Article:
One afternoon in December, both of my kids had colds and felt exhausted from their swimming lessons earlier that Sunday morning. My husband wanted to stay home and cheer on his favorite football team in their run for the playoffs, and knowing how he felt about his team, didn’t want to drag him away from the important event.
As it turned out, only one family attended that afternoon, a new family looking for an interfaith community. No one else, except the clergy, were in attendance to greet or welcome them.
What had happened? The group started with perhaps a conflicting set of goals. Would the group offer a “third option” for interfaith families along the model of The Interfaith Union School in Chicago or Washington, D.C.,’s Interfaith Families Project? What would be the role of the two clergy who offered so generously of their time? Certainly, they each welcomed all the families to their own congregations, a Reform Jewish congregation and a liberal Episcopalian parish.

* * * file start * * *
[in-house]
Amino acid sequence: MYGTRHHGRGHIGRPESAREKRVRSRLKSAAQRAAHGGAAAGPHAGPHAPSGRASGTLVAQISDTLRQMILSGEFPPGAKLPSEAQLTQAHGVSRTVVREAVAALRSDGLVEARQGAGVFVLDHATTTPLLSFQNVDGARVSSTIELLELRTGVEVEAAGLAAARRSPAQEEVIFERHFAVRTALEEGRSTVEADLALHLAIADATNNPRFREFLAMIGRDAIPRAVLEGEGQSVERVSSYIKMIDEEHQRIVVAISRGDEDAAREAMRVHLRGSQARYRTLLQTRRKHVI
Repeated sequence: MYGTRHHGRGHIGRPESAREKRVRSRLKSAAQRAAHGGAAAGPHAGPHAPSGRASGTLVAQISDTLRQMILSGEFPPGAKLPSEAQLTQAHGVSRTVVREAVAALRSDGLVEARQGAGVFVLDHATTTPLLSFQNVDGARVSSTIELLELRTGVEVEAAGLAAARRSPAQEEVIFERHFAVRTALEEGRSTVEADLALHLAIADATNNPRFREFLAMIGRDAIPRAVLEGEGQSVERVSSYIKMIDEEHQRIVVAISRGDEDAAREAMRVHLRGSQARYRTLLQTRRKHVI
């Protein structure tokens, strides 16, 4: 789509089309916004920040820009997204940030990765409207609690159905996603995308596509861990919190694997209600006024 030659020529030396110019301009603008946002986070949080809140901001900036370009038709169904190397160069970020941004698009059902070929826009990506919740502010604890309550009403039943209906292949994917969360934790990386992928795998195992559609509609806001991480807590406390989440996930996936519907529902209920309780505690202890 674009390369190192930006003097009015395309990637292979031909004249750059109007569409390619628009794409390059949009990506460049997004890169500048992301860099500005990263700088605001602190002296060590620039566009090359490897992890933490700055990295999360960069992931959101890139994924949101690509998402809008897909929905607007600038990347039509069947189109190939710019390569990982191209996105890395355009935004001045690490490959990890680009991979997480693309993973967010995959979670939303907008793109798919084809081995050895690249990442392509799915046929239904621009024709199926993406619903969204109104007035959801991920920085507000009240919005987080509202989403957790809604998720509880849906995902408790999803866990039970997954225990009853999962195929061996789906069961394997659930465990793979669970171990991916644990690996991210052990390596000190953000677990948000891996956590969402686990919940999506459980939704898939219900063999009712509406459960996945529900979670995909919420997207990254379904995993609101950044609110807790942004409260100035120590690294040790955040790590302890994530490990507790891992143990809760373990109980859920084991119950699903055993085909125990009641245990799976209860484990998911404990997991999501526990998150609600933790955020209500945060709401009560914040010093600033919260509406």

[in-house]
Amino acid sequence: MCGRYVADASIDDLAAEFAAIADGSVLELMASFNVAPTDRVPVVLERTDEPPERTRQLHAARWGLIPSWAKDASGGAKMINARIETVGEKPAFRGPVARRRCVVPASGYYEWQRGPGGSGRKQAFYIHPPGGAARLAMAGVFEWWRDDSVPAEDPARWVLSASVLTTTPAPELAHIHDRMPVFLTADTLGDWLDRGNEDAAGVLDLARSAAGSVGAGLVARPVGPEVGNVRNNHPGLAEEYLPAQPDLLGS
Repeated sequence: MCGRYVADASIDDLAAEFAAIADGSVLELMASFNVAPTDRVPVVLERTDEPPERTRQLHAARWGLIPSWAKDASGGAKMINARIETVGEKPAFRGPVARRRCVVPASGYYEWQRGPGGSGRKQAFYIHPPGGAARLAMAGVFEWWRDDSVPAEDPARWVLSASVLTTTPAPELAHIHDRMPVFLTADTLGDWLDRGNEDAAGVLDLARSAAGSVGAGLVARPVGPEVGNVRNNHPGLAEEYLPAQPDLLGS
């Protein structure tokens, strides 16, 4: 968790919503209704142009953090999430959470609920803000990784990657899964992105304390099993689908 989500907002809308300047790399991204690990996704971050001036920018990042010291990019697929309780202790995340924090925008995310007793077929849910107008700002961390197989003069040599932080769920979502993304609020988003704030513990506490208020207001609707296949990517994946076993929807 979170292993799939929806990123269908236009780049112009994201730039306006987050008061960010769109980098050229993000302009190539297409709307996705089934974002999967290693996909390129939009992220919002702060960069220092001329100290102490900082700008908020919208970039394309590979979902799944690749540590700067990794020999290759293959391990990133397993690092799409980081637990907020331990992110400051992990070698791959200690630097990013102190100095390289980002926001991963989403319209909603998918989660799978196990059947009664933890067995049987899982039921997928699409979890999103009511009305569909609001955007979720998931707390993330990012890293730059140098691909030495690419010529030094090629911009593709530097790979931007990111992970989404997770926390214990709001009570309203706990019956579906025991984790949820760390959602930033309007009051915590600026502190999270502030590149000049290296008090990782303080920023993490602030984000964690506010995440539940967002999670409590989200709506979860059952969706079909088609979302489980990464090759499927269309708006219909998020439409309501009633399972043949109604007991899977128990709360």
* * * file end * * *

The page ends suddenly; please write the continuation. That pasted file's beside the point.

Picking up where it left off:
The success of groups like this require families like mine to think about these questions, even if obliquely. What kind of interfaith community do we want? Do we want a third space option through which our children can learn about both traditions? And wouldn’t this option be convenient: we hardly have the time or clarity to set down roots in one congregation in one tradition, much less in a third?
For families already involved in other congregations in the area, the idea that they could also find both time and emotional energy to invest in a new “third space” option alongside other religious commitments boggled my mind. If any family can find time for possibly three religious groups, plus the myriad other activities with which modern family life consumes itself—from work to school, friends, sports, extra-curricular activities and other options unexplored—my family wasn’t one of them.